Acceptance of Kasper’s proposal would mean more than the repudiation of the Church’s history. It would also entail the repudiation of Her sacramental theology and moral teaching. As Cardinal Caffarra notes, the Church understands the marital bond to be “the work of Christ in the Church and … thus unassailable, whether by the spouses themselves or by any or every civil or ecclesiastical authority.” Such an understanding cannot be reconciled with Kasper’s proposal. Moreover, “If the Church were to admit the divorced and civilly remarried to the Eucharist, by that very fact she would recognize the moral legitimacy of living more coniugali with a person who is not the true spouse,” thus indicating that non-marital sex was licit. The acceptance of Kasper’s proposal would also “persuade … any attentive person of the idea that, at its heart, there exists no marriage that is absolutely indissoluble, that the ‘forever’ to which every true love cannot but aspire is an illusion.” Finally, arguments supporting Kasper’s proposal, as Cardinal De Paolis notes, tend to appeal to “a situational ethic,” or a belief that the end justifies the means, or to proportionalism, or to the notion that there are no intrinsically evil acts, all ways of thinking about morality that the Church has repeatedly disavowed, most recently in John Paul II’s Veritatis Splendor.

As Archbishop Vasil notes in his essay, “Faith in supernatural principles is now more than ever subject to humiliation.” The acceptance of Cardinal Kasper’s proposal would further that humiliation.   In a video interview with the Catholic News Service in October 2014, Kasper rejected calling remarriage after divorce “adultery”—the language used by Jesus Christ—because those in second marriages would be “insulted” and “offended.” (Scripture tells us Herodias felt offended when John the Baptist told her that her marriage to Herod was not lawful, but Scripture also tells us that “among those born of women there has been none greater than John the Baptist.”) Kasper stressed the many “positive elements” found in such second marriages, including in the “sexual relationship.”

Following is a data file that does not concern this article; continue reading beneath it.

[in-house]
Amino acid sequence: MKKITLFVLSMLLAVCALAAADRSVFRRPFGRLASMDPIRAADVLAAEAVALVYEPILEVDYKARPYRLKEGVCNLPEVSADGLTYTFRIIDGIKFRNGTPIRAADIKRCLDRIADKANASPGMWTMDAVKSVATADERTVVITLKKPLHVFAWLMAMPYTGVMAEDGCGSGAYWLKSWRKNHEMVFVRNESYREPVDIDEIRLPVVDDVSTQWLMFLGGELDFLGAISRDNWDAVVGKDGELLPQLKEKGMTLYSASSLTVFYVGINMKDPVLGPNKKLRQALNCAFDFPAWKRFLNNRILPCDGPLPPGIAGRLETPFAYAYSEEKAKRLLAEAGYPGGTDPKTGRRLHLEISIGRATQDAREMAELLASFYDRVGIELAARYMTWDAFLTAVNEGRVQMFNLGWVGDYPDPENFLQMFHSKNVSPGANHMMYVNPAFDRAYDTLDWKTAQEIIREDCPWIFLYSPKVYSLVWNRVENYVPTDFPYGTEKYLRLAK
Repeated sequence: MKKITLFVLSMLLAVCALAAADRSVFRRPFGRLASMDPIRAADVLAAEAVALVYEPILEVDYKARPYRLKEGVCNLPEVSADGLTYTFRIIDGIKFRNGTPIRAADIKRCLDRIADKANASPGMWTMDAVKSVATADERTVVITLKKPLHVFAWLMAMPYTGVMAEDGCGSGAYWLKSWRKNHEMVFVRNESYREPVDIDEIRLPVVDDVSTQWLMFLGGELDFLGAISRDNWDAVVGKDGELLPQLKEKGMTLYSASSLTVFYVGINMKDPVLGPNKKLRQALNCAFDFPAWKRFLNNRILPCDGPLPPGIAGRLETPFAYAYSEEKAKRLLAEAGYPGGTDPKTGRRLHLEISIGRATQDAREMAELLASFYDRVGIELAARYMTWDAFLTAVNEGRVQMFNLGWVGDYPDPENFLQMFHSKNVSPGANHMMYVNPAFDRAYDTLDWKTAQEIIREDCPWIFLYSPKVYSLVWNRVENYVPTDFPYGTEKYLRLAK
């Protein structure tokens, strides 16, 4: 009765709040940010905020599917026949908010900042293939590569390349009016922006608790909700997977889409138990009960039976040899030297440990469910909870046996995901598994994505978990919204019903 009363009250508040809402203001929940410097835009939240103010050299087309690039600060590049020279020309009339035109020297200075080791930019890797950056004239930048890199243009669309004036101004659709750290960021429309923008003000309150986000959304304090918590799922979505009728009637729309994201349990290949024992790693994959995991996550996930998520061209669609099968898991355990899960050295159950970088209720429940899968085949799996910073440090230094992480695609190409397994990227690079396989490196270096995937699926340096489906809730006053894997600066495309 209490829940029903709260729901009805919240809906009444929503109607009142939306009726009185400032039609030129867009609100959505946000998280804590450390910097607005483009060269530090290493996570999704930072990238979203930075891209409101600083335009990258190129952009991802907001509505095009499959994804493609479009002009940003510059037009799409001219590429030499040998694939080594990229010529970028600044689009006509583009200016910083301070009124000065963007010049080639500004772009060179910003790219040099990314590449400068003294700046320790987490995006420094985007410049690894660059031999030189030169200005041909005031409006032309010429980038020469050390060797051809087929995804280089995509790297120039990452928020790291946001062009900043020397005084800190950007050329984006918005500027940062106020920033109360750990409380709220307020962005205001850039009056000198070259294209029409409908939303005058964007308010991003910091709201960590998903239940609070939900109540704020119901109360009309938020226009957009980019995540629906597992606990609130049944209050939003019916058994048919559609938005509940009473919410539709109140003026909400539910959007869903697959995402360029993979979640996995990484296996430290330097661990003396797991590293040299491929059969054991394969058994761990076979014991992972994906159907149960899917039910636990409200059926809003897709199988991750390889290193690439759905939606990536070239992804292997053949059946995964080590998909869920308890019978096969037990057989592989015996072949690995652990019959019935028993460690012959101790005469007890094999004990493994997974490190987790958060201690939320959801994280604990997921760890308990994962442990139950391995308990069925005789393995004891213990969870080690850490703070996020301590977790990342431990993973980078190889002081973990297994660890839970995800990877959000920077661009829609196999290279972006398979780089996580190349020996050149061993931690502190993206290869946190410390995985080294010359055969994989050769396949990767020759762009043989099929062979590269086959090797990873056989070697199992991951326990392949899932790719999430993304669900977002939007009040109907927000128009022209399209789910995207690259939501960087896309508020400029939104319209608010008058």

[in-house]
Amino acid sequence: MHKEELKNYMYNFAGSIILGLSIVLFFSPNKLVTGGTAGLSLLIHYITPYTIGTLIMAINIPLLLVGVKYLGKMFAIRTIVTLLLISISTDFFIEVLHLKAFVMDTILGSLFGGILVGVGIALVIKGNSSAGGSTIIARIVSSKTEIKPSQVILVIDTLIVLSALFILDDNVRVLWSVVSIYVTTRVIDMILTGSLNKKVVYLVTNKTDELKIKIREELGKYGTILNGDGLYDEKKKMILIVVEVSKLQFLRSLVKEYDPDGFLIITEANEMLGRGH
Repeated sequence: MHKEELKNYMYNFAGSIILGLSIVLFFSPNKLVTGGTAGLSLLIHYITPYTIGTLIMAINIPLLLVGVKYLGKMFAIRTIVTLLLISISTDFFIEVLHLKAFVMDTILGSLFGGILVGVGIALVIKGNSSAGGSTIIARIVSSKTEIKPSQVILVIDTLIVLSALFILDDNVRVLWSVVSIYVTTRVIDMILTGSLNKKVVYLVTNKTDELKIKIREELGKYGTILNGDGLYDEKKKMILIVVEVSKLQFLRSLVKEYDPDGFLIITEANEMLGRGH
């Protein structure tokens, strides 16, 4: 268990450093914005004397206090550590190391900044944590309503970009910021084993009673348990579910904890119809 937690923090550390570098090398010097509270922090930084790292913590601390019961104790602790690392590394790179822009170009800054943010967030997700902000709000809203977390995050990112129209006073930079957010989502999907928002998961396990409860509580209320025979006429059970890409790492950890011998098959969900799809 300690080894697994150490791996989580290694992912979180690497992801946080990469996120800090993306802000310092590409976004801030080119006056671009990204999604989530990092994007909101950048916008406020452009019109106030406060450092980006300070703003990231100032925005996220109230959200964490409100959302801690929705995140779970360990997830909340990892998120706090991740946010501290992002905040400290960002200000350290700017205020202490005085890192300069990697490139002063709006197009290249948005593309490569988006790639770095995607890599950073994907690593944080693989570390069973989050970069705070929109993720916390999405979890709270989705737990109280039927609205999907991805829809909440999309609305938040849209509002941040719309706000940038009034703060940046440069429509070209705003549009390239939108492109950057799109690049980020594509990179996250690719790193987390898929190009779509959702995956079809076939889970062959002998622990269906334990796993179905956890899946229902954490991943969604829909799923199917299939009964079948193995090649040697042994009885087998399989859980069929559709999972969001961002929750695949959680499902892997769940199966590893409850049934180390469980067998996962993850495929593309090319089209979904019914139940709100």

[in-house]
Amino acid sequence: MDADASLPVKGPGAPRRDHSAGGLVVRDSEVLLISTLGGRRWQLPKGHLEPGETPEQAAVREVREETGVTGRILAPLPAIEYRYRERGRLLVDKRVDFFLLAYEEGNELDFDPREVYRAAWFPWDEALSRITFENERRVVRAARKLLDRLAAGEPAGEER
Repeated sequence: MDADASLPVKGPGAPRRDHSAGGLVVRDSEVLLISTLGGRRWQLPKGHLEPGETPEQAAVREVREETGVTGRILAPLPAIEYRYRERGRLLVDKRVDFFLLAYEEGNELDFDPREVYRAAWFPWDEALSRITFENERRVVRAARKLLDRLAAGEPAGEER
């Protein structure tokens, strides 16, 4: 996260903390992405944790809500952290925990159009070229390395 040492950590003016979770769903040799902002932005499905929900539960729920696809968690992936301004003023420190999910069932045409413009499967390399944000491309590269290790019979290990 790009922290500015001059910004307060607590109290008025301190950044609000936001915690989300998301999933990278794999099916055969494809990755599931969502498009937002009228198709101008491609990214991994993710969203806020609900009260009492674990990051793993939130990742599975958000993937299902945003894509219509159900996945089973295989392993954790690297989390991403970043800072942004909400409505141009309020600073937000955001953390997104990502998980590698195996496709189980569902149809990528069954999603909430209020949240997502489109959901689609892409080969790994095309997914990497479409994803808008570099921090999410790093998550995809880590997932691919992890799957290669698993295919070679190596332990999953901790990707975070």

He even said that remarriage after divorce is a manifestation of “the mercy of God,” turning Christ’s words in Luke 16:18, Mark 10:2-12, and Matthew 19:3-9 on their head.   So far, Kasper seems to draw the line at two marriages, but there is no logical reason for not seeing third, fourth, and fifth marriages as also manifesting “the mercy of God,” since those in third, fourth, and fifth marriages would no doubt affirm that there are “positive elements” in those marriages. No person in a difficult marriage watching that interview would conclude that there is any reason why he should not divorce, and no divorced person watching that interview would conclude that there is any reason why he should not remarry. Thus, under Kasper’s proposal, the Church would go from treating Christ’s prohibitions of divorce and of remarriage after divorce as being normative to treating them as being superfluous.

There is another way, as the authors of this book eloquently remind us. I will give the last word to Archbishop Vasil, whose essay concludes with the perfect rejoinder to Kasper: “All this brings us to consider whether ‘hardness of heart’ is a convincing argument to muddle the clearness of the teaching of the gospel on the indissolubility of Christian marriage. But as a response to the many questions and doubts, and to the many temptations to find a ‘short cut’ or to ‘lower the bar’ for the existential leap that one makes in the great ‘contest’ of married life—in all this confusion among so many contrasting and distracting voices, still today resound the words of the Lord: ‘What therefore God has joined together, let not man put asunder’ (Mark 10:9), and the final consideration of Saint Paul: ‘This is a great mystery…’ (Eph 5:32).”

Editor’s note: The image above titled “The Wedding Procession” was painted by Guillaume Seignac in 1904.

Tom Piatak

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Tom Piatak is a contributing editor to Chronicles: A Magazine of American Culture. He earned his JD from the University of Michigan Law School.